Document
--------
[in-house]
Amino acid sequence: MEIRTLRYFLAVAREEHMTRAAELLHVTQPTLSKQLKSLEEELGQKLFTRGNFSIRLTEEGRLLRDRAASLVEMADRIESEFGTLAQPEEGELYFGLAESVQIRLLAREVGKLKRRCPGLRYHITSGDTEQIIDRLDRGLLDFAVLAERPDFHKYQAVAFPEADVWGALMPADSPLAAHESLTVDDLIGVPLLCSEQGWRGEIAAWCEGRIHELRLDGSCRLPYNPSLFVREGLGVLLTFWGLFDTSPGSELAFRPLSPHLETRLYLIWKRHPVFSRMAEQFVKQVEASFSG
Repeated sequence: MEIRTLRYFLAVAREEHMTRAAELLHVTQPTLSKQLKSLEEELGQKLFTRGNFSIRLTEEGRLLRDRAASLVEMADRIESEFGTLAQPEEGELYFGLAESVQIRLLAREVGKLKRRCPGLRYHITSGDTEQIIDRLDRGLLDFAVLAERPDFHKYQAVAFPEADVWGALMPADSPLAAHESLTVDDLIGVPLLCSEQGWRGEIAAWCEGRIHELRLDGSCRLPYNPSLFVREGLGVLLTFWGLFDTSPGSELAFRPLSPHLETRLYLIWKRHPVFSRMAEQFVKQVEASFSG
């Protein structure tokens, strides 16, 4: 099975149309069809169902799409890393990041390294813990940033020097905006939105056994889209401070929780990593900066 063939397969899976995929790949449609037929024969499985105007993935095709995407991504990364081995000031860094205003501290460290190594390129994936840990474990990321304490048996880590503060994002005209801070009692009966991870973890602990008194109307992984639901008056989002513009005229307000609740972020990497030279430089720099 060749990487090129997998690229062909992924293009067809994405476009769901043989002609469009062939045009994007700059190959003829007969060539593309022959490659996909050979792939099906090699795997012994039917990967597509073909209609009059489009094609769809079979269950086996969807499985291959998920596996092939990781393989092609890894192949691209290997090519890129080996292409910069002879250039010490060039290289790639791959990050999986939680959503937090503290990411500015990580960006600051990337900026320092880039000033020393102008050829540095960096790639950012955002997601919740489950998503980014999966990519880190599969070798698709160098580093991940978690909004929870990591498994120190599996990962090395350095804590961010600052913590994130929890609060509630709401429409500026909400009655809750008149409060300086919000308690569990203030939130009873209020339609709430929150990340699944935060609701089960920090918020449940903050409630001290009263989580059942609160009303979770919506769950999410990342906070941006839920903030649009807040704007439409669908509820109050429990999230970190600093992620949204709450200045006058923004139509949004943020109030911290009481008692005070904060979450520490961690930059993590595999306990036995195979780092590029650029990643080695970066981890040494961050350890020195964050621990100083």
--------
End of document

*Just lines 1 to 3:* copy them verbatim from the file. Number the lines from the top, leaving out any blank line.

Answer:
[in-house]
Amino acid sequence: MEIRTLRYFLAVAREEHMTRAAELLHVTQPTLSKQLKSLEEELGQKLFTRGNFSIRLTEEGRLLRDRAASLVEMADRIESEFGTLAQPEEGELYFGLAESVQIRLLAREVGKLKRRCPGLRYHITSGDTEQIIDRLDRGLLDFAVLAERPDFHKYQAVAFPEADVWGALMPADSPLAAHESLTVDDLIGVPLLCSEQGWRGEIAAWCEGRIHELRLDGSCRLPYNPSLFVREGLGVLLTFWGLFDTSPGSELAFRPLSPHLETRLYLIWKRHPVFSRMAEQFVKQVEASFSG
Repeated sequence: MEIRTLRYFLAVAREEHMTRAAELLHVTQPTLSKQLKSLEEELGQKLFTRGNFSIRLTEEGRLLRDRAASLVEMADRIESEFGTLAQPEEGELYFGLAESVQIRLLAREVGKLKRRCPGLRYHITSGDTEQIIDRLDRGLLDFAVLAERPDFHKYQAVAFPEADVWGALMPADSPLAAHESLTVDDLIGVPLLCSEQGWRGEIAAWCEGRIHELRLDGSCRLPYNPSLFVREGLGVLLTFWGLFDTSPGSELAFRPLSPHLETRLYLIWKRHPVFSRMAEQFVKQVEASFSG